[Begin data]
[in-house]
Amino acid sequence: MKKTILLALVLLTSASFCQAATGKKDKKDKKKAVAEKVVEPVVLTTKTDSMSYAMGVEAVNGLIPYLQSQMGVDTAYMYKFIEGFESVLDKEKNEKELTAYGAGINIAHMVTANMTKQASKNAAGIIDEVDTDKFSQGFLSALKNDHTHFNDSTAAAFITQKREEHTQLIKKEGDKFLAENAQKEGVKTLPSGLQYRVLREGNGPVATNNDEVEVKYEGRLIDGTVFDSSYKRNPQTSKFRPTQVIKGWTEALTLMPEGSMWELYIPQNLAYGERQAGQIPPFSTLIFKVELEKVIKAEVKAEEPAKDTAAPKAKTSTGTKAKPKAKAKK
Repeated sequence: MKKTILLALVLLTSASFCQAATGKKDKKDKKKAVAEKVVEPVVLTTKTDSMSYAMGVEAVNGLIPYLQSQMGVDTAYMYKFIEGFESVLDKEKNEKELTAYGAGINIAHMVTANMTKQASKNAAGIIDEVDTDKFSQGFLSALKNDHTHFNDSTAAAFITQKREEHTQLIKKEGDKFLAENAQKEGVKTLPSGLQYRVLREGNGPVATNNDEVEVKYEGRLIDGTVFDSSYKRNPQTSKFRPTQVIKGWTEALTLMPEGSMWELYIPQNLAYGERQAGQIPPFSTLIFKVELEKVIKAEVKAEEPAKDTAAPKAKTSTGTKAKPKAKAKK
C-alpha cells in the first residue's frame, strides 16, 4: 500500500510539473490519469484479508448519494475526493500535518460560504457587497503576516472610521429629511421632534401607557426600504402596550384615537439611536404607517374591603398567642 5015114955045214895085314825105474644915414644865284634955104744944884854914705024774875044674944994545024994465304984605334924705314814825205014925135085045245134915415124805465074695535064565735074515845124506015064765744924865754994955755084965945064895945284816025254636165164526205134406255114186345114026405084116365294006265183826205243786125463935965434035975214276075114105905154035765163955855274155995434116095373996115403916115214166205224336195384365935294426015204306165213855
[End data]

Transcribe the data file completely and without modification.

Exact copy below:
[in-house]
Amino acid sequence: MKKTILLALVLLTSASFCQAATGKKDKKDKKKAVAEKVVEPVVLTTKTDSMSYAMGVEAVNGLIPYLQSQMGVDTAYMYKFIEGFESVLDKEKNEKELTAYGAGINIAHMVTANMTKQASKNAAGIIDEVDTDKFSQGFLSALKNDHTHFNDSTAAAFITQKREEHTQLIKKEGDKFLAENAQKEGVKTLPSGLQYRVLREGNGPVATNNDEVEVKYEGRLIDGTVFDSSYKRNPQTSKFRPTQVIKGWTEALTLMPEGSMWELYIPQNLAYGERQAGQIPPFSTLIFKVELEKVIKAEVKAEEPAKDTAAPKAKTSTGTKAKPKAKAKK
Repeated sequence: MKKTILLALVLLTSASFCQAATGKKDKKDKKKAVAEKVVEPVVLTTKTDSMSYAMGVEAVNGLIPYLQSQMGVDTAYMYKFIEGFESVLDKEKNEKELTAYGAGINIAHMVTANMTKQASKNAAGIIDEVDTDKFSQGFLSALKNDHTHFNDSTAAAFITQKREEHTQLIKKEGDKFLAENAQKEGVKTLPSGLQYRVLREGNGPVATNNDEVEVKYEGRLIDGTVFDSSYKRNPQTSKFRPTQVIKGWTEALTLMPEGSMWELYIPQNLAYGERQAGQIPPFSTLIFKVELEKVIKAEVKAEEPAKDTAAPKAKTSTGTKAKPKAKAKK
C-alpha cells in the first residue's frame, strides 16, 4: 500500500510539473490519469484479508448519494475526493500535518460560504457587497503576516472610521429629511421632534401607557426600504402596550384615537439611536404607517374591603398567642 5015114955045214895085314825105474644915414644865284634955104744944884854914705024774875044674944994545024994465304984605334924705314814825205014925135085045245134915415124805465074695535064565735074515845124506015064765744924865754994955755084965945064895945284816025254636165164526205134406255114186345114026405084116365294006265183826205243786125463935965434035975214276075114105905154035765163955855274155995434116095373996115403916115214166205224336195384365935294426015204306165213855